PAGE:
Steinbrück gets unintended Stasi boost
East German secret police kept file on Merkel challenger, apparently intending to recruit him as informer
Social Democratic top candidate Peer Steinbrück: according to a Stasi file, the thirtysomething Steinbrück reportedly “considered himself a Marxist” but was “clearly an adherent of the democratic socialism purveyed by the West German SPD”. Photograph: Fabian Bimmer/Reuters
German Social Democrat (SPD) Peer Steinbrück’s struggling campaign to unseat Angela Merkel as chancellor next month has been given a boost from an unlikely quarter: the Stasi.
The vanished East German secret police kept a file on Steinbrück during his visits to East Berlin in the 1970s and 1980s, apparently intending to approach him to work as an informer.
The Welt newspaper group got wind of the file and splashed details across its weekend edition and again on Thursday under the headline: “How close was Steinbrück to the Stasi?”
The answer: not very close at all. The 50-page file, which Steinbrück received on August 9th and published on his website yesterday, contained reports filed on him by a cousin’s husband after several visits.
During their conversations the thirtysomething Steinbrück reportedly “considered himself a Marxist” but, the informer added, was “clearly an adherent of the democratic socialism purveyed by the West German SPD”.
Steinbrück dismissed the “real existing socialism” on offer in East Germany as “soviet socialism”, the report continues.
Steinbrück said yesterday he found no remarkable information in the file “except on the people who spied on me during my visits”.
“The denunciation that I was a Marxist is, at best, the stuff of political cabaret,” he added. In several newspaper reports Die Welt has insinuated that Steinbrück’s contacts with the Stasi may have been more far-reaching than his file suggested and that it had other material suggesting links to the Soviet Union’s KGB.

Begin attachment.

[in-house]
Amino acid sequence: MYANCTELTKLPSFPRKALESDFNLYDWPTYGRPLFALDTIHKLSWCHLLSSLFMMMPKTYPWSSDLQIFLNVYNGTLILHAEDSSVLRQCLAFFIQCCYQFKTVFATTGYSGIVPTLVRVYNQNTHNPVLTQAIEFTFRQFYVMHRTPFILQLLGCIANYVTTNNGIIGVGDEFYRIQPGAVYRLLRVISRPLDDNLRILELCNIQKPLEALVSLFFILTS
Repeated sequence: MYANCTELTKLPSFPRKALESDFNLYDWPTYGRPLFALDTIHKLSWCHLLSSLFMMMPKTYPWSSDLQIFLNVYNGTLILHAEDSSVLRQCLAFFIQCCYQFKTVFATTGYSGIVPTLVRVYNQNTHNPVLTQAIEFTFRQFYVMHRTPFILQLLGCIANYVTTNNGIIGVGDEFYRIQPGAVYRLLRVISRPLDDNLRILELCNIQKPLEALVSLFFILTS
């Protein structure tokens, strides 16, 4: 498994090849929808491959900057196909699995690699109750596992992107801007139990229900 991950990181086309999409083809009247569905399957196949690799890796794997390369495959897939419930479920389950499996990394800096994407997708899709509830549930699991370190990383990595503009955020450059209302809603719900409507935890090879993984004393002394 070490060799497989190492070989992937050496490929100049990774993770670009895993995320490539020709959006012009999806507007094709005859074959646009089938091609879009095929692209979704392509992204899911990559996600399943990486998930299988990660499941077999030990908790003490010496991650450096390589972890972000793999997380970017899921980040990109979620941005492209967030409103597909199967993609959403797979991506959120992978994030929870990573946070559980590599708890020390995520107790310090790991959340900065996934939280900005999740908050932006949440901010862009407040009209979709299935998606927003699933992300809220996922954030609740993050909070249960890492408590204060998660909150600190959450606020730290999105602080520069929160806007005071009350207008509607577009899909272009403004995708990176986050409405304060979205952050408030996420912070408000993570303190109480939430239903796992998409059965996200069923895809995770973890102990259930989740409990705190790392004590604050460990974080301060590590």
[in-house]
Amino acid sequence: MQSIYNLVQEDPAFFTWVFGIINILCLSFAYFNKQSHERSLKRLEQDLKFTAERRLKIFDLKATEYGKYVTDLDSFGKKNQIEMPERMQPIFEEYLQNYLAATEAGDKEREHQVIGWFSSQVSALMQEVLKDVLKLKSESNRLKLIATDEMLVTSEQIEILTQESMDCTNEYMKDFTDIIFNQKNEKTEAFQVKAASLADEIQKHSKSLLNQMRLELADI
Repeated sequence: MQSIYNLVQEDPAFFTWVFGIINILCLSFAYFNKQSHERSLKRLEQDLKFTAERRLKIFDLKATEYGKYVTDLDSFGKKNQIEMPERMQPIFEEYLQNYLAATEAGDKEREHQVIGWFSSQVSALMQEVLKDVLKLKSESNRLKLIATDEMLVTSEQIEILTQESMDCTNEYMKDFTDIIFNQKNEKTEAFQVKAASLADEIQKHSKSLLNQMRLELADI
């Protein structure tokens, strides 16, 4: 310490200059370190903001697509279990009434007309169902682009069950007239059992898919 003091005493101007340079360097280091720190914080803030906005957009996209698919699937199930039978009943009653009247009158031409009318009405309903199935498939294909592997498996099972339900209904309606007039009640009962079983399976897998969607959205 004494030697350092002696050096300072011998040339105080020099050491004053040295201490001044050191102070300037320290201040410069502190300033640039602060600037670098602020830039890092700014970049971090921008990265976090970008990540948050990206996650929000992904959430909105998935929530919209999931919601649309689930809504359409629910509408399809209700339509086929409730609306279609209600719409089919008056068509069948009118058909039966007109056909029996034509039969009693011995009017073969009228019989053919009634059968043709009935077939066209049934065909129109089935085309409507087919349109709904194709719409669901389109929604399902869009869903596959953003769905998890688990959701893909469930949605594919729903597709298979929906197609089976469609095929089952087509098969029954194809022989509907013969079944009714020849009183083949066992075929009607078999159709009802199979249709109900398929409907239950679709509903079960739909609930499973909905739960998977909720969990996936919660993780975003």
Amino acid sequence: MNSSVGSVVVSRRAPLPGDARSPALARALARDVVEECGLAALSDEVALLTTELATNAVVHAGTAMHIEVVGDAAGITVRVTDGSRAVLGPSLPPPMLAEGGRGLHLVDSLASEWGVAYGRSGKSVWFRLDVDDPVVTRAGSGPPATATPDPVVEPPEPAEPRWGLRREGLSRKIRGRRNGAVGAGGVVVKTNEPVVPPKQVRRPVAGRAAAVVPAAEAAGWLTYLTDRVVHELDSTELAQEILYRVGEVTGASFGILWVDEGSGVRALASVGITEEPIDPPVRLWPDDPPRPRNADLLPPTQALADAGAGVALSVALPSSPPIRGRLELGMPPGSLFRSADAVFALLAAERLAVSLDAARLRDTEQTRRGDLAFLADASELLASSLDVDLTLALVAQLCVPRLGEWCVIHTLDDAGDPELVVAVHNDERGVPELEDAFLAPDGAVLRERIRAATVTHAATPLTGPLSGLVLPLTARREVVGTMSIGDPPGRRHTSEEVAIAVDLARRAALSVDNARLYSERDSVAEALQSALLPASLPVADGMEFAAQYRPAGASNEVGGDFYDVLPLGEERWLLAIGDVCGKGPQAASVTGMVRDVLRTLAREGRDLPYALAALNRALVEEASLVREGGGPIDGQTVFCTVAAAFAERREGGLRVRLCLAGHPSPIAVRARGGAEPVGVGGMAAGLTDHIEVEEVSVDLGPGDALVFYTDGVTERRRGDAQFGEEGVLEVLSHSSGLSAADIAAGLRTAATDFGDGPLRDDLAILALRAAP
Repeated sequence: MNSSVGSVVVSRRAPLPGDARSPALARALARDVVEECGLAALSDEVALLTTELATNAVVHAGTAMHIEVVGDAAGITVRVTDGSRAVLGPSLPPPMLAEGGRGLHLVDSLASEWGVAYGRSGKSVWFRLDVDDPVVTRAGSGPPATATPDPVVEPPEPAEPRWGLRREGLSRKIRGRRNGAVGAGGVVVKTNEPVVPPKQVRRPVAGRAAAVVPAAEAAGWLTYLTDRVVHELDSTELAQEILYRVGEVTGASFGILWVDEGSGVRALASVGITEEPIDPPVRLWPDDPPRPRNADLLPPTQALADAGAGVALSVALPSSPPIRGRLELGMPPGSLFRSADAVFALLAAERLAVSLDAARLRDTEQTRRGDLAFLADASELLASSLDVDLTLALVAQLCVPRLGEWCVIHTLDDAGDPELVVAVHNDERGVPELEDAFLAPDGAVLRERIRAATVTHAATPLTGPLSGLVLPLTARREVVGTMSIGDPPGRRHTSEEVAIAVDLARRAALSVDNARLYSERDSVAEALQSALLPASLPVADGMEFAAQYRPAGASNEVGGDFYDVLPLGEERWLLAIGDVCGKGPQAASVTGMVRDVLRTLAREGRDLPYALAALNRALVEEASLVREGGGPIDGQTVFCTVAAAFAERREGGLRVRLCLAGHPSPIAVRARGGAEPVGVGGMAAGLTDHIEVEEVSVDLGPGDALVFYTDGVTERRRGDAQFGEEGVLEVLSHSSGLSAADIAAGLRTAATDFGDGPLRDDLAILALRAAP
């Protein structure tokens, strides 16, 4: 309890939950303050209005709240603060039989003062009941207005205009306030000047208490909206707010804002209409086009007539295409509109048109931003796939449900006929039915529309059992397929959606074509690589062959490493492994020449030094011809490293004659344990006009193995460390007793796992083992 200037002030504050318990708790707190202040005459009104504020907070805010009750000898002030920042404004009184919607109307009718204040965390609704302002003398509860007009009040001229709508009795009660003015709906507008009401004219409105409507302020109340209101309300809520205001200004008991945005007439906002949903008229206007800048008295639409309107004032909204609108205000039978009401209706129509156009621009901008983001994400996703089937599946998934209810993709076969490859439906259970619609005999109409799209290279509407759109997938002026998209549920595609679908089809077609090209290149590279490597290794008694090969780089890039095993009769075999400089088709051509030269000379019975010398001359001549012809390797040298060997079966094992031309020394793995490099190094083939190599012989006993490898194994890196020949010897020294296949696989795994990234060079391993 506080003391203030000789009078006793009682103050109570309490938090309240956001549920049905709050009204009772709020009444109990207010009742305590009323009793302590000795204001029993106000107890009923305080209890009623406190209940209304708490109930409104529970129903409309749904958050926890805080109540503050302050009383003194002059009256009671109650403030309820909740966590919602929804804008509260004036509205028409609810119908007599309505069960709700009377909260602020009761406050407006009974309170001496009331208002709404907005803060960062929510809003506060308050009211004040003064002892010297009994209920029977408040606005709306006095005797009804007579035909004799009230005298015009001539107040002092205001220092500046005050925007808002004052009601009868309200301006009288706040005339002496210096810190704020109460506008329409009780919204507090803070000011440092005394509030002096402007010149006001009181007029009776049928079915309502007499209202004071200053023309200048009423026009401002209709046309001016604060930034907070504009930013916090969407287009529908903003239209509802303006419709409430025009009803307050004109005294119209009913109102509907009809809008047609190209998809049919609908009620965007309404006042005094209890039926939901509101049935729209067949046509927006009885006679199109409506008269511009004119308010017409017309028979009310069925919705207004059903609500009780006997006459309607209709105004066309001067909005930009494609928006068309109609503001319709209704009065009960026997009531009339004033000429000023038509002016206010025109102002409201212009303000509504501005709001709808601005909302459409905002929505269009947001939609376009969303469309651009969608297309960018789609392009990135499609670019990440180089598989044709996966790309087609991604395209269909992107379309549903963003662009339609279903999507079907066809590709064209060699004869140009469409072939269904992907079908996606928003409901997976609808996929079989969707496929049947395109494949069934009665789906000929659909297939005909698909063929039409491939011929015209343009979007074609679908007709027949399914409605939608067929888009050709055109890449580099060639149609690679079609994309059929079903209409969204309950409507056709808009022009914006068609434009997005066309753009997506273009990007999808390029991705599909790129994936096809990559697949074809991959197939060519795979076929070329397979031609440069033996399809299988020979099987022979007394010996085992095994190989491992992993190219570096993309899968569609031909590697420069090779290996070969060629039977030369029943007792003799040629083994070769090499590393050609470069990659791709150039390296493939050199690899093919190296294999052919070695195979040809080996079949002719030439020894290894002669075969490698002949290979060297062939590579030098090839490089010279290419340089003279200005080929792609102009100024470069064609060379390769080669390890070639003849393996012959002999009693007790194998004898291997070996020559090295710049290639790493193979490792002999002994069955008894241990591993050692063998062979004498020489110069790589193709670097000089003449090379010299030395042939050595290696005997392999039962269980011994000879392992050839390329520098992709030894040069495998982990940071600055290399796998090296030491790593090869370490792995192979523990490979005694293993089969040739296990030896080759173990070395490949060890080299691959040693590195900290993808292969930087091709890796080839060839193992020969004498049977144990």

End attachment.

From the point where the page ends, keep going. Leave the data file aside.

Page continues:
Before they could act, however, Steinbrück released the file in full. Rather than damage him, the Stasi documents and the campaign by Die Welt could have the opposite effect.
According to the file, he told his East German friends he would have to end his visits after the 1976 election, and stop corresponding in 1981, after he began working for the SPD government in Bonn “to which”, the file notes coldly, “he stands fully and completely”.
Three decades on, the file is filled with many such nuggets of unintended praise for Steinbrück that are very welcome in an election campaign.
His apparent left-wing sympathies will come as a surprise to many, particularly in his own party, who placed the 66-year-old firmly in the SPD’s centre-right wing.
Indeed party left-wingers have never forgotten how Steinbrück once attacked them as “cry-babies” for criticising decade-old welfare reforms.
Steinbrück’s struggle to get his election campaign off the ground has been attributed to his difficulty squaring his own political convictions with a social justice programme formulated by the left-dominant SPD.
He insisted yesterday that he had never been approached directly to work for any other foreign intelligence service, in particular not the Stasi.
Merkel has said she was once approached by the Stasi, but told them she was an inveterate gossip and unable to hold her tongue. The Stasi never called again.